Beet kvass is a highly nutritive, fermented drink that you make by culturing beets in brine. Its earthy, slightly salty and subtly sour flavor can take some getting used to. And it's worth your time to give it a try because beet kvass benefits cardiovascular, cognitive, and cellular health. It also helps support the digestive system, too. And it does this by combining the nutritive power of beets with the probiotic effects of fermentation.
Vitamins, Minerals and Phytonutrients
Beets are highly nutritive foods that are rich in vitamins, many minerals as well as phytonutrients. In addition to being highly nutritious foods, they're also functional foods. Researchers have found that they help reduce oxidative stress and inflammation. As a result, foods made with beets like beet kvass may help to improve cardiovascular, metabolic, and brain health (1).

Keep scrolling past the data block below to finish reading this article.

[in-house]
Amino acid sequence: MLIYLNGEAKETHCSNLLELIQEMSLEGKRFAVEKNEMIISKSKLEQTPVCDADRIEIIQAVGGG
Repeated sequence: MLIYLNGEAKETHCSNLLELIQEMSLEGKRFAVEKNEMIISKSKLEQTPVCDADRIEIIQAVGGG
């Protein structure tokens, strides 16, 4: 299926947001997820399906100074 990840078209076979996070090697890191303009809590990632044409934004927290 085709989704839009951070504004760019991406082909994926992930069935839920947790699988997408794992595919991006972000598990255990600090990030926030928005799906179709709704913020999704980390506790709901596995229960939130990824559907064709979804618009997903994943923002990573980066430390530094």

Beet kvass has a similar nutritional profile to beet juice with the exception that it contains less sugar, as some of it is metabolized by beneficial bacteria. It also typically contains B vitamins, vitamin C, trace minerals as well as antioxidants, and phytonutrients.
Nutrition you'll find in a 6-oz serving of beet kvass:
- Roughly 2 grams of dietary fiber, 1 gram of protein and 6 grams of carbohydrates
- B vitamins (including folate) and vitamin C
- Minerals like iron, calcium, magnesium, potassium and manganese
- Probiotics and food enzymes
- Antioxidants and phytonutrients like betalain
Beet Kvass Benefits for Gut Health
As a fermented food, beet kvass benefits gut health and the digestive system. Culturing the beets in brine allows beneficial bacteria to proliferate just as they do in other fermented foods and drinks like water kefir, milk kefir, and sauerkraut.
Accordingly, these foods become rich sources of probiotics that help support digestive system health(2) and proper immune system function (3). As a result, people who consume probiotic-rich foods and drinks like kvass tend to have healthier guts, and may be less likely to become sick from cold(4) and flu (5).